The California State Capitol building, surrounded by gates. (Pendarvis Harshaw)
he lawn around California’s State Capitol building was eerily quiet on the morning of Election Day 2020. Well, that was aside from the malicious noise coming from the leaf blowers being used to wrangle the fresh fall foliage.
Kind of ironic that California is “leading the nation in low-carbon green growth” as Governor Newsom told reporters earlier this year, but using garden tools that cause more pollution than pickup trucks.
But aside from that, the epicenter of politics in California seemed a bit removed from the vibe that was pushing storeowners a few blocks away to board up their storefronts.
I took a lap around the Capitol Park. There were a handful of cops and a few folks setting up a stage for later in the the evening. There was also a guy on the sidewalk drinking a 211 and doing pushups, and a mail carrier driving slowly around the campus while listening to Salt-N-Pepa’s “Push It” loud enough to drown out the leaf blowers; aside from that, there wasn’t much action.
There were no political signs or protestors, yet. But that was sure to come. On this morning, there were just people biking by, taking in the monuments and even a couple birdwatching as a hummingbird made use of a fountain in the State Capitol Park’s World Peace Rose Garden.
I took a photo and waited for the bird to fly away before introducing myself to the duo and asking them how they’re feeling on this election day.
“I’m very apprehensive,” Elena, a 63-year-old woman from Washington, D.C. told me. “We’d like to see a nice clean democratic victory, with no violence and no problems. And a return—a complete return—to democracy the way it’s supposed to be.”
Sitting next to her on the park bench was Lawrence, 66, also from the nation’s capitol. He was just as anxious as Elena. “We’re traumatized from four years ago,” Lawrence told me, while squinting against the bright morning sun. “We’re praying and begging for a good solid victory that doesn’t tear the country apart, and both sides can get on with the business of governing.”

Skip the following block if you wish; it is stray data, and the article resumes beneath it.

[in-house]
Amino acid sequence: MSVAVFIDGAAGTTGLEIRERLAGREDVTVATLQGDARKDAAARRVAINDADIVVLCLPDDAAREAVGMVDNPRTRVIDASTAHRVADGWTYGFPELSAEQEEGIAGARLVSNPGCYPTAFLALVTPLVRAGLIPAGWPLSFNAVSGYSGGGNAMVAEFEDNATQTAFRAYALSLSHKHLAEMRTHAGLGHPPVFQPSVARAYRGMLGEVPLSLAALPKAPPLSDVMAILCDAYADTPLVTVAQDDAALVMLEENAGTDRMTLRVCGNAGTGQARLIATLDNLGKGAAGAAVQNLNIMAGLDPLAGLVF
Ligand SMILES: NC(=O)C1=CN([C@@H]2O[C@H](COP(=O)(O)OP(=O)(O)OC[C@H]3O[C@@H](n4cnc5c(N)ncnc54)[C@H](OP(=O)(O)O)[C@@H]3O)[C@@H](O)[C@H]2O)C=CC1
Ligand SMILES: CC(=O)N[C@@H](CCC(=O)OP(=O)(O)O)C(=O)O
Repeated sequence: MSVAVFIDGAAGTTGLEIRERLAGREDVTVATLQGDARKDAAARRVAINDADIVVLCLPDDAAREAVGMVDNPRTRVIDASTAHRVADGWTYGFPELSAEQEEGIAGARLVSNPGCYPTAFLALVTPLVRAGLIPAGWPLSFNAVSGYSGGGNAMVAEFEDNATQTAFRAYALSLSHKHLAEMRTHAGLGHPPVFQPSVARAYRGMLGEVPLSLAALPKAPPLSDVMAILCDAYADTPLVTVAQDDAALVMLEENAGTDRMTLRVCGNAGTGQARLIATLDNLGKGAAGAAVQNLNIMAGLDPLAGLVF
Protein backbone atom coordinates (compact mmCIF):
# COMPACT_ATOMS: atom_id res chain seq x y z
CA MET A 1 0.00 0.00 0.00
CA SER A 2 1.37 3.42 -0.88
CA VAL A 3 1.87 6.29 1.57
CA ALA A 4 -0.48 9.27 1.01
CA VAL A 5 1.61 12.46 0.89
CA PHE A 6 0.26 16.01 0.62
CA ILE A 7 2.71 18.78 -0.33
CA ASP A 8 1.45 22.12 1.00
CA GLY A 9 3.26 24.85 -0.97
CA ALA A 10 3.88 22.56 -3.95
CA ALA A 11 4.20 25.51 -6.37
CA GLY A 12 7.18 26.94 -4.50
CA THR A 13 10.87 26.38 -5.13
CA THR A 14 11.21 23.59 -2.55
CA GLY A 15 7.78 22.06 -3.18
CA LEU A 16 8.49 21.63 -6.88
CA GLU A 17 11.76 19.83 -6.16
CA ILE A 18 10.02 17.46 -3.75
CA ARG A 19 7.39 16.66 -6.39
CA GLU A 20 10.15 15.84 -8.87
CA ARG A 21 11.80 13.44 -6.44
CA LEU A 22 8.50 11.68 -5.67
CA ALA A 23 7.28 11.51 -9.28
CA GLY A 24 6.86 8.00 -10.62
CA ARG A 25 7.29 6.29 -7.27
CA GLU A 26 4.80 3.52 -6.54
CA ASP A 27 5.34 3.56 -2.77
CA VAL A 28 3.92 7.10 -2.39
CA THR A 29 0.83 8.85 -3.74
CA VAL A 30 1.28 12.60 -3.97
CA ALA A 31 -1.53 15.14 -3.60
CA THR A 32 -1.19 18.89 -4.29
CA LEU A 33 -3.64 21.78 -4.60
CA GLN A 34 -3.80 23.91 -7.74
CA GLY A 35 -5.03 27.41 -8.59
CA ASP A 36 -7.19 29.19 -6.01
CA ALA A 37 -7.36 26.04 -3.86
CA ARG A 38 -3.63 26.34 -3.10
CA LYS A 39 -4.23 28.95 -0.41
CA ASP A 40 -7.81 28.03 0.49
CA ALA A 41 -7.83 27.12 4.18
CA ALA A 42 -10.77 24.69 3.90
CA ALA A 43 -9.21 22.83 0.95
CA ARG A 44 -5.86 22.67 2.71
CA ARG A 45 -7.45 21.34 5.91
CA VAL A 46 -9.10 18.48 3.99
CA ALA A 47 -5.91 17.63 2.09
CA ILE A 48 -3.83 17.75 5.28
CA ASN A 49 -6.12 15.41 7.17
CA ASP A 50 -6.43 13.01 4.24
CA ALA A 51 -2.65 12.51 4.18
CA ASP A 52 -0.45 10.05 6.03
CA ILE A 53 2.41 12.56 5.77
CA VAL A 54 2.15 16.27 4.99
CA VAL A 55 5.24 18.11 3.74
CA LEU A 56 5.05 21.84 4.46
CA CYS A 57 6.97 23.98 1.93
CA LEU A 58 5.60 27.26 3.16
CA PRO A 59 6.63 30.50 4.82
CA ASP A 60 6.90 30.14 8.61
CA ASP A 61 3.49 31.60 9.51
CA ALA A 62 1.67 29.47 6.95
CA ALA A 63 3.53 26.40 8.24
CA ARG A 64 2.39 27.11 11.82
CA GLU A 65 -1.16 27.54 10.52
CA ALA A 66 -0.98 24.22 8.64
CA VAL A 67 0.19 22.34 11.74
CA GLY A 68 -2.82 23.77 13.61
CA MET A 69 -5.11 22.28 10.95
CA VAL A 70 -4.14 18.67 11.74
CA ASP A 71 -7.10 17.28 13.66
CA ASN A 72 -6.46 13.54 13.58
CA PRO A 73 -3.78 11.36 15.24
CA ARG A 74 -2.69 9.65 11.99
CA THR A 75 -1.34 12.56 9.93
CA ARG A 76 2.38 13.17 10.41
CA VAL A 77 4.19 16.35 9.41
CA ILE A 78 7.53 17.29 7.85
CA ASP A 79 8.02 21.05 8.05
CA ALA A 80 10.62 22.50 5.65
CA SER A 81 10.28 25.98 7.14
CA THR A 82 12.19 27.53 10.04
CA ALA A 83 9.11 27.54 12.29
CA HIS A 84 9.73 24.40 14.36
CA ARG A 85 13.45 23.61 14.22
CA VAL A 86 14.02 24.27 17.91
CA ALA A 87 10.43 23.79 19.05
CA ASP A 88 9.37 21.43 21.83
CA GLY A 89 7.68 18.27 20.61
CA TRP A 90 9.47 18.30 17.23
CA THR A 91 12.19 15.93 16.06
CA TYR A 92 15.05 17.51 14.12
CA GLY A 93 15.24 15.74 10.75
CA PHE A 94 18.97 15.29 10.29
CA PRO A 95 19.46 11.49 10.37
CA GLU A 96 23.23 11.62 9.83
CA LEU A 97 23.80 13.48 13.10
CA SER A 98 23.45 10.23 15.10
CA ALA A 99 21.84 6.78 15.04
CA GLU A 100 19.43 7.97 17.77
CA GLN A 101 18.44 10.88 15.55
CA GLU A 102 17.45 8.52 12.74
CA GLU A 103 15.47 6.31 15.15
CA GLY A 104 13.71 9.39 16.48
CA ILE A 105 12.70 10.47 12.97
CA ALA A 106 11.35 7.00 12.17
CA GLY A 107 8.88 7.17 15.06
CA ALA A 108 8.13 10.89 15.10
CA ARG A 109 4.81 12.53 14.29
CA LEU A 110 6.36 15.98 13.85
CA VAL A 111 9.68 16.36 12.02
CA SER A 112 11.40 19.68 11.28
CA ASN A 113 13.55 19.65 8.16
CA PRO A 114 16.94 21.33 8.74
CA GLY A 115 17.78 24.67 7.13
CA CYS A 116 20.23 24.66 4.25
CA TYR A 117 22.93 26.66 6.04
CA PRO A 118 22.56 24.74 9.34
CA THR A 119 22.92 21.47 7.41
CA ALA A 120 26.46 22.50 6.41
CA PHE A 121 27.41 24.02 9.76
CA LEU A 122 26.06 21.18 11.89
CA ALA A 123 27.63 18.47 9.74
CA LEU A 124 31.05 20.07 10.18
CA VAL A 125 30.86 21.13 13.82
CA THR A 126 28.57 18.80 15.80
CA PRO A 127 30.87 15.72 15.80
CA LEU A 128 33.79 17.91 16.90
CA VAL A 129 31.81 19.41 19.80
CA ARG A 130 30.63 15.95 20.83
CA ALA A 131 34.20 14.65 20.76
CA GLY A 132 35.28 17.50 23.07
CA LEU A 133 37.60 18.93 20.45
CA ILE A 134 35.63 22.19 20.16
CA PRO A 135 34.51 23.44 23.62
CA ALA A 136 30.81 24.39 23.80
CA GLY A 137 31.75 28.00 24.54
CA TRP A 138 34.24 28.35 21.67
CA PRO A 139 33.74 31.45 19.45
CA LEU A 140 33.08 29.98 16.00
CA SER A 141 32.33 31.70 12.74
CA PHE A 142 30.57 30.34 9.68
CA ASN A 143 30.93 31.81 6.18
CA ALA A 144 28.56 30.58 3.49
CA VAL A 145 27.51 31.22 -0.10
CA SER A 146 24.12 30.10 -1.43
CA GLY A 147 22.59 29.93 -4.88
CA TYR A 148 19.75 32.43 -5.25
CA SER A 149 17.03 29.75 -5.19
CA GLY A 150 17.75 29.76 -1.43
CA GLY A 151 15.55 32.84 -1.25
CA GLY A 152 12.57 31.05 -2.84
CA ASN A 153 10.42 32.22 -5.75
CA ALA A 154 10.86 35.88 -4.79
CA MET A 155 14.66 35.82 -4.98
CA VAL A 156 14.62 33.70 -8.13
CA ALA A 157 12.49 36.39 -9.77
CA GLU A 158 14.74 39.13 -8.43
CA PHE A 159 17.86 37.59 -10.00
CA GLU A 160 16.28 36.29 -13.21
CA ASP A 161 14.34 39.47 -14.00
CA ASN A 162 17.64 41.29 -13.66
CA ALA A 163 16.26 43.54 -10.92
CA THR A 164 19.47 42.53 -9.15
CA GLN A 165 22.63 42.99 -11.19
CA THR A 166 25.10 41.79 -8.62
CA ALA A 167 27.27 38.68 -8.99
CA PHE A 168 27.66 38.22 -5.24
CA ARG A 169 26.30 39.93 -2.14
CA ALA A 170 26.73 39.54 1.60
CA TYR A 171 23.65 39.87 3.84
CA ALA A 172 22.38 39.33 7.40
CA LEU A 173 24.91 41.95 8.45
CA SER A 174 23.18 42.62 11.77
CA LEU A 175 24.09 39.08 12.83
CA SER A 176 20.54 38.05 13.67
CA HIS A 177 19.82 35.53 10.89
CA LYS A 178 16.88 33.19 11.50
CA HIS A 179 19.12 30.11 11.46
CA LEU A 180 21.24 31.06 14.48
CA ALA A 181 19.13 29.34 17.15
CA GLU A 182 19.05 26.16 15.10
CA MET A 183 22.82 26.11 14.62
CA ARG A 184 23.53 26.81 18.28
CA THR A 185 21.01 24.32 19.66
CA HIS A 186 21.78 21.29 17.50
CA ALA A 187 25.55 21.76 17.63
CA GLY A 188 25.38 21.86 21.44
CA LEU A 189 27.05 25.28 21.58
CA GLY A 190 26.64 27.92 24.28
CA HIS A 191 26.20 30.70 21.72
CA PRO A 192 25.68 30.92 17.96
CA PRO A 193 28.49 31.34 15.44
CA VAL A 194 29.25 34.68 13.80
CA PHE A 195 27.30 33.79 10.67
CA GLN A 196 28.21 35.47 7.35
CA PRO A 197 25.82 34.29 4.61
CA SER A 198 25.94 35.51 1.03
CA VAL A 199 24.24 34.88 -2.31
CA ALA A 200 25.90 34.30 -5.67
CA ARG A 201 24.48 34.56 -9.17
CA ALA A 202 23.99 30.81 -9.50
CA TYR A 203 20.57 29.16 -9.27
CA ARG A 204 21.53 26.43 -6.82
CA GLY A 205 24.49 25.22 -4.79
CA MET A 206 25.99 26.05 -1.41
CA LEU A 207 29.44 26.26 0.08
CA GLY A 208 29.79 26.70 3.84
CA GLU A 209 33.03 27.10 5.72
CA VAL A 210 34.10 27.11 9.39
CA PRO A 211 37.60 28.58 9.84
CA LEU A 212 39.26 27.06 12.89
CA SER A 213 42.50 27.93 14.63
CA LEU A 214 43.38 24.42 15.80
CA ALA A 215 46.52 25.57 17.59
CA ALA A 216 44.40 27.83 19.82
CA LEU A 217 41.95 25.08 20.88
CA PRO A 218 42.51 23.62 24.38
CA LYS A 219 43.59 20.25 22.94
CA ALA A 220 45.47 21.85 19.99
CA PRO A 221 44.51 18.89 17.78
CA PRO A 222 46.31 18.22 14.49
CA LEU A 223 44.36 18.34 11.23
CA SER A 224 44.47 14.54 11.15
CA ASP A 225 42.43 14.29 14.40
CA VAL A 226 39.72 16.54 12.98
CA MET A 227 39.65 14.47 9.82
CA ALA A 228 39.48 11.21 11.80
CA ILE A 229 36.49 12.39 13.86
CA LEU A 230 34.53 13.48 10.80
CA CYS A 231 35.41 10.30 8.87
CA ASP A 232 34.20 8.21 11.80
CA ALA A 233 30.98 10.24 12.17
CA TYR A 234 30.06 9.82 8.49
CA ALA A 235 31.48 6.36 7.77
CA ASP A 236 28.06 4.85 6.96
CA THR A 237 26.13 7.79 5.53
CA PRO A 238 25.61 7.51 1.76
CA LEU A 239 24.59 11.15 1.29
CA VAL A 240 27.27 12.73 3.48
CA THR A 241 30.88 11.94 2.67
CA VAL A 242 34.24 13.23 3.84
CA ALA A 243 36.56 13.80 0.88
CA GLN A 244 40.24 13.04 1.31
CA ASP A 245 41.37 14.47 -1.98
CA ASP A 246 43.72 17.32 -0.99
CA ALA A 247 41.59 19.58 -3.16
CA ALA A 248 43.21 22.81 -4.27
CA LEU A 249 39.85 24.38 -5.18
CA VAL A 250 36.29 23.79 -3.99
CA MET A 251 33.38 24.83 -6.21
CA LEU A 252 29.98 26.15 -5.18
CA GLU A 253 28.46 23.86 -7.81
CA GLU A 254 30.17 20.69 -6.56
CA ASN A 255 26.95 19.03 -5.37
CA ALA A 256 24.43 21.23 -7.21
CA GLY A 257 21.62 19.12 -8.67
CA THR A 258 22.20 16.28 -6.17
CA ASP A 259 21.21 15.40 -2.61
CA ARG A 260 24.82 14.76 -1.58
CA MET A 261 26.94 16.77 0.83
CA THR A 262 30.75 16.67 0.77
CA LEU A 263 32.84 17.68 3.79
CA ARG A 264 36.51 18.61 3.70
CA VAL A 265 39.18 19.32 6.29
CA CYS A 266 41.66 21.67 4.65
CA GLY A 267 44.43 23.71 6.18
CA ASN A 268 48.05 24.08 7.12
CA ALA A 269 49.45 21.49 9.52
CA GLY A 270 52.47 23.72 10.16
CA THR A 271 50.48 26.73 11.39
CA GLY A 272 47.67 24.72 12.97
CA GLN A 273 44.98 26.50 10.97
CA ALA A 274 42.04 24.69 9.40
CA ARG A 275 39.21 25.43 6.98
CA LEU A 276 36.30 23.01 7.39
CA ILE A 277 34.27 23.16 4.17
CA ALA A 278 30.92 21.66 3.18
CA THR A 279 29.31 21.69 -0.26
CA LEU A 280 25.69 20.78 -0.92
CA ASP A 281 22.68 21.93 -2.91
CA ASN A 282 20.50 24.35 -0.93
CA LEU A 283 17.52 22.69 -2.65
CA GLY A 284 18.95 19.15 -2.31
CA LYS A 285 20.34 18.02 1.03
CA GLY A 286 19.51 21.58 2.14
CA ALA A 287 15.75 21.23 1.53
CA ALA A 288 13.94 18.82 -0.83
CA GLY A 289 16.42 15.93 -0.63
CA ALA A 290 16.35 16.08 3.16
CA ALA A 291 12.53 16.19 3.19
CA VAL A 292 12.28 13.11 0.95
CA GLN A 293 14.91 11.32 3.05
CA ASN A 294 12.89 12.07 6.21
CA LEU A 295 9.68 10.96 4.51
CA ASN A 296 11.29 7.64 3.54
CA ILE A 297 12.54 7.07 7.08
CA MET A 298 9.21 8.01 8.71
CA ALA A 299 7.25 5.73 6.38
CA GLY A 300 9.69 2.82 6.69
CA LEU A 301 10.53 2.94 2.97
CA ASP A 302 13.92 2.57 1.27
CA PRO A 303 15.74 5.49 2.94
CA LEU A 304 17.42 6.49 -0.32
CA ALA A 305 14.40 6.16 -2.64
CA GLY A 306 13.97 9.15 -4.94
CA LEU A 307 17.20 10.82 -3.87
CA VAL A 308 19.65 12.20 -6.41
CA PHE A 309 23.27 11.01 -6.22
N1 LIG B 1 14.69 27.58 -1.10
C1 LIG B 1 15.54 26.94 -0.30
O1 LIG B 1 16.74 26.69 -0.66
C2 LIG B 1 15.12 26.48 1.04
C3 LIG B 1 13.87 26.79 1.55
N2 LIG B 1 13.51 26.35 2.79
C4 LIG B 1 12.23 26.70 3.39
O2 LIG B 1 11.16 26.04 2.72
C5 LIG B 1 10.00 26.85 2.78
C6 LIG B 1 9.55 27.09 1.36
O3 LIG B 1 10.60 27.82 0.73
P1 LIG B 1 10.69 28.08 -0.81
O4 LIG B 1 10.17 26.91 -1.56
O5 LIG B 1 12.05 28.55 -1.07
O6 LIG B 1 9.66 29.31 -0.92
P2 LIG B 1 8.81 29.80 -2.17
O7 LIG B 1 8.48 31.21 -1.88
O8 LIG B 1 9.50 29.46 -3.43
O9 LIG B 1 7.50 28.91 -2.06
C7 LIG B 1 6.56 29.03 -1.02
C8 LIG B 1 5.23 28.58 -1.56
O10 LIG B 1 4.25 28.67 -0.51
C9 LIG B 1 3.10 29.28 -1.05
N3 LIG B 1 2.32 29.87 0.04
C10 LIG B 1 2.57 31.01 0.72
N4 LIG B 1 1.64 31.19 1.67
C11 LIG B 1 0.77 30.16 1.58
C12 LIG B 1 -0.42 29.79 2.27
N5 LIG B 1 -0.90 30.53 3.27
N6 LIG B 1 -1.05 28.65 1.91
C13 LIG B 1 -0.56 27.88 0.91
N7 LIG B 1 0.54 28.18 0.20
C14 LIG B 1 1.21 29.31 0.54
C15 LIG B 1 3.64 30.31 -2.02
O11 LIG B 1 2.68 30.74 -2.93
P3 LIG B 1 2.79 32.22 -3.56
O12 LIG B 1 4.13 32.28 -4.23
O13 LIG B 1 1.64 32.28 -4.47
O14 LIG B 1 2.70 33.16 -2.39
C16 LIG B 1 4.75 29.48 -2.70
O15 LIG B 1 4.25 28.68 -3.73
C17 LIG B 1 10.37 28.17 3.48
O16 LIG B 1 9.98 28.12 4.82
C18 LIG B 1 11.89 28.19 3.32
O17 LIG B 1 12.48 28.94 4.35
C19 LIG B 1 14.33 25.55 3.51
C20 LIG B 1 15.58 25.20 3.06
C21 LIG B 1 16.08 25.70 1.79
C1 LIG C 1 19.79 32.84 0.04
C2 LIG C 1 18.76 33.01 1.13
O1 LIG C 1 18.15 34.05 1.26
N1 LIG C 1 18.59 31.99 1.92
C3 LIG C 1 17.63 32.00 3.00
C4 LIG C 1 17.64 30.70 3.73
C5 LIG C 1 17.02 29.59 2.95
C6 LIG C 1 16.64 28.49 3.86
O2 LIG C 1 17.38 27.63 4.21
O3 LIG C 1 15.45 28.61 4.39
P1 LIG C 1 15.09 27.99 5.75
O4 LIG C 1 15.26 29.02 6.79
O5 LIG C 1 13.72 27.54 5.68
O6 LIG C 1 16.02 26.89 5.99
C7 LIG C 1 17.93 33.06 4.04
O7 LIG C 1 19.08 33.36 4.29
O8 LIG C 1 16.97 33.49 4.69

A short walk from them, just outside of the Civil War Memorial Grove, a 29-year-old from Los Angeles named Jennifer was holding on to similar hopes for this election. “You should all be ready to go vote,” she told me, urging people to use their voices. “And then, just try to be peaceful. Don’t be obnoxious and over the line, just put your vote in and watch what’s going to happen.”
Less anxious and more excited was Cole, a 32-year-old from Sacramento. “I always like elections,” he told me, as he puts his phone down in order to converse. “I love America, and this is a very American day. ‘Battle Hymn of the Republic’ has been stuck in my head all day. So I’m just excited to see what happens!”
Not nearly as excited about Election Day 2020 was Chris, a 23-year-old from San Diego. “I’m really just trying to just escape all of it,” he told me. And oddly, by walking through the tree-lined Capitol Park on a crisp fall day, he seemed to be getting away from politics. “I’m in Sacramento, and there doesn’t feel like there’s a lot of tension right now regarding the election, it feels super calm. It doesn’t even feel like it’s Election Day.”
Unfortunately, someone just had to disturb his peace—and that someone was me. “I wasn’t thinking about the elections until you came up and asked me,” Chris said with a laugh.